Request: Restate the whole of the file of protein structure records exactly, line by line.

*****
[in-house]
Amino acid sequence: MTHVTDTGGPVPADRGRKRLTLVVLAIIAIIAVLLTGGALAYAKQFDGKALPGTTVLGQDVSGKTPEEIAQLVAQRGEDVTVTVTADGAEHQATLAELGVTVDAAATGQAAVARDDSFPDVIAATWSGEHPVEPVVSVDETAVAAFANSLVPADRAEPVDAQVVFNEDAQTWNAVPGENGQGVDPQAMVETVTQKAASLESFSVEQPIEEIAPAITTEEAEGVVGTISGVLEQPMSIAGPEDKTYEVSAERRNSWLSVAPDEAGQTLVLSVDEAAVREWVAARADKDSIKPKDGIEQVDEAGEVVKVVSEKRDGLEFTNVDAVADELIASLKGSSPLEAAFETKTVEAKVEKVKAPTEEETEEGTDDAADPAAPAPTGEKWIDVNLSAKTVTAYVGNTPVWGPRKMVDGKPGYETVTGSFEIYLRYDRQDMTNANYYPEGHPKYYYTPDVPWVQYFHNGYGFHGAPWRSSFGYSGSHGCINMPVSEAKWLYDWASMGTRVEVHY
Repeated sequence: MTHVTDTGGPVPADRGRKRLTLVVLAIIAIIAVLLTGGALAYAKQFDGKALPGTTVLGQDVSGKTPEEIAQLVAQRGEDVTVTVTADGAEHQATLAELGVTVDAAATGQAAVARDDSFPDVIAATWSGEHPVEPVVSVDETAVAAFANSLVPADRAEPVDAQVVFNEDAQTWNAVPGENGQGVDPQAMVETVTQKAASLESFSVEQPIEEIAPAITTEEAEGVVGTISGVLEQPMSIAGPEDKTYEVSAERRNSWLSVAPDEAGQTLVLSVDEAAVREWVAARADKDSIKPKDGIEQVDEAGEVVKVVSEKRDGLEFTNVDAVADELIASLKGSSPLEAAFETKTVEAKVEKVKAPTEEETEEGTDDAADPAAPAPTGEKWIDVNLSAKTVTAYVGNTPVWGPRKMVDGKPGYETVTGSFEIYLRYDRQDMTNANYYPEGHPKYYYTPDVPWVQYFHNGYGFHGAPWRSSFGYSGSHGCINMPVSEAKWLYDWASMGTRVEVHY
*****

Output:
[in-house]
Amino acid sequence: MTHVTDTGGPVPADRGRKRLTLVVLAIIAIIAVLLTGGALAYAKQFDGKALPGTTVLGQDVSGKTPEEIAQLVAQRGEDVTVTVTADGAEHQATLAELGVTVDAAATGQAAVARDDSFPDVIAATWSGEHPVEPVVSVDETAVAAFANSLVPADRAEPVDAQVVFNEDAQTWNAVPGENGQGVDPQAMVETVTQKAASLESFSVEQPIEEIAPAITTEEAEGVVGTISGVLEQPMSIAGPEDKTYEVSAERRNSWLSVAPDEAGQTLVLSVDEAAVREWVAARADKDSIKPKDGIEQVDEAGEVVKVVSEKRDGLEFTNVDAVADELIASLKGSSPLEAAFETKTVEAKVEKVKAPTEEETEEGTDDAADPAAPAPTGEKWIDVNLSAKTVTAYVGNTPVWGPRKMVDGKPGYETVTGSFEIYLRYDRQDMTNANYYPEGHPKYYYTPDVPWVQYFHNGYGFHGAPWRSSFGYSGSHGCINMPVSEAKWLYDWASMGTRVEVHY
Repeated sequence: MTHVTDTGGPVPADRGRKRLTLVVLAIIAIIAVLLTGGALAYAKQFDGKALPGTTVLGQDVSGKTPEEIAQLVAQRGEDVTVTVTADGAEHQATLAELGVTVDAAATGQAAVARDDSFPDVIAATWSGEHPVEPVVSVDETAVAAFANSLVPADRAEPVDAQVVFNEDAQTWNAVPGENGQGVDPQAMVETVTQKAASLESFSVEQPIEEIAPAITTEEAEGVVGTISGVLEQPMSIAGPEDKTYEVSAERRNSWLSVAPDEAGQTLVLSVDEAAVREWVAARADKDSIKPKDGIEQVDEAGEVVKVVSEKRDGLEFTNVDAVADELIASLKGSSPLEAAFETKTVEAKVEKVKAPTEEETEEGTDDAADPAAPAPTGEKWIDVNLSAKTVTAYVGNTPVWGPRKMVDGKPGYETVTGSFEIYLRYDRQDMTNANYYPEGHPKYYYTPDVPWVQYFHNGYGFHGAPWRSSFGYSGSHGCINMPVSEAKWLYDWASMGTRVEVHY